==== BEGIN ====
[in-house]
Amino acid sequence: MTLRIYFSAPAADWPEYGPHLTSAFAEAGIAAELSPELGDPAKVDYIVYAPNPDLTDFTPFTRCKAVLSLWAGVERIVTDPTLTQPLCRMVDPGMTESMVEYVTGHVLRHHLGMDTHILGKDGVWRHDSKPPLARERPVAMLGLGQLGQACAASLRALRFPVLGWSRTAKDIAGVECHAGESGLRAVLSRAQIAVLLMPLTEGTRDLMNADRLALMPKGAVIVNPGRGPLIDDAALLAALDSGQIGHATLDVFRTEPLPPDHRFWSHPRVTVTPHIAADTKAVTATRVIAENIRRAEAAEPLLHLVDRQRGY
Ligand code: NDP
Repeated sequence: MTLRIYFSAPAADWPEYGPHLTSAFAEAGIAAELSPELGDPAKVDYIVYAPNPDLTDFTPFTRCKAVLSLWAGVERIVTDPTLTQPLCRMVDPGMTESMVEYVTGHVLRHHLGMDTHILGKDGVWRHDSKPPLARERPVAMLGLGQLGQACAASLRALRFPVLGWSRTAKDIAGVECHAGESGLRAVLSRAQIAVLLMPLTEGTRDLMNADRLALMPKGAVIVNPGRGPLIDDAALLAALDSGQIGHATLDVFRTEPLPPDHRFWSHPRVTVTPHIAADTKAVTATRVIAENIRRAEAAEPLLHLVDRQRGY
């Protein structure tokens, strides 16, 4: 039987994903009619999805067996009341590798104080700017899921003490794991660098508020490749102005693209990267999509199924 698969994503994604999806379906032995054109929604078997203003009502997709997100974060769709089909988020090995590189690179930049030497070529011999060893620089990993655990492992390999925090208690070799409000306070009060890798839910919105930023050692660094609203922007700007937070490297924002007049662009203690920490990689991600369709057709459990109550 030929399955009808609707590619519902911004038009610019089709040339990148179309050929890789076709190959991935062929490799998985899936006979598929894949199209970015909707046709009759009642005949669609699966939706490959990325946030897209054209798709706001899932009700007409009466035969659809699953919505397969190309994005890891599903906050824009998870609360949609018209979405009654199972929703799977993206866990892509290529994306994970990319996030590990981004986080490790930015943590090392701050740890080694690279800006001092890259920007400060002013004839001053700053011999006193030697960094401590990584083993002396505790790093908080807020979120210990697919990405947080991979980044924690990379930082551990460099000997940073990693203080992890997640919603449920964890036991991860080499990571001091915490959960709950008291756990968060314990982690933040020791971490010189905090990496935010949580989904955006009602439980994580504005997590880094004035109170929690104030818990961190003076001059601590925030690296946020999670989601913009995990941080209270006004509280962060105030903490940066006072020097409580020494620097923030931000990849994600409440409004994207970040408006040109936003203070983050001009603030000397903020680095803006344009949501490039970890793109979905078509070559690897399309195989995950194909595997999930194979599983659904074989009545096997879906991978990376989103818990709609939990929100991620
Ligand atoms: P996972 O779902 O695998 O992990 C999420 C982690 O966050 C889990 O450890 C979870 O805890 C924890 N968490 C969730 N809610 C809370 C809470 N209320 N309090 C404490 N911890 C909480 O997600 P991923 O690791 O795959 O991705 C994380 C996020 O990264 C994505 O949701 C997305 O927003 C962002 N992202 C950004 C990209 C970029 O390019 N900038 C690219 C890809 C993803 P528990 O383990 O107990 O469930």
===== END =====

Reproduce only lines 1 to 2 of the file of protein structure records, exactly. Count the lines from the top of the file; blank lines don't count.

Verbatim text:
[in-house]
Amino acid sequence: MTLRIYFSAPAADWPEYGPHLTSAFAEAGIAAELSPELGDPAKVDYIVYAPNPDLTDFTPFTRCKAVLSLWAGVERIVTDPTLTQPLCRMVDPGMTESMVEYVTGHVLRHHLGMDTHILGKDGVWRHDSKPPLARERPVAMLGLGQLGQACAASLRALRFPVLGWSRTAKDIAGVECHAGESGLRAVLSRAQIAVLLMPLTEGTRDLMNADRLALMPKGAVIVNPGRGPLIDDAALLAALDSGQIGHATLDVFRTEPLPPDHRFWSHPRVTVTPHIAADTKAVTATRVIAENIRRAEAAEPLLHLVDRQRGY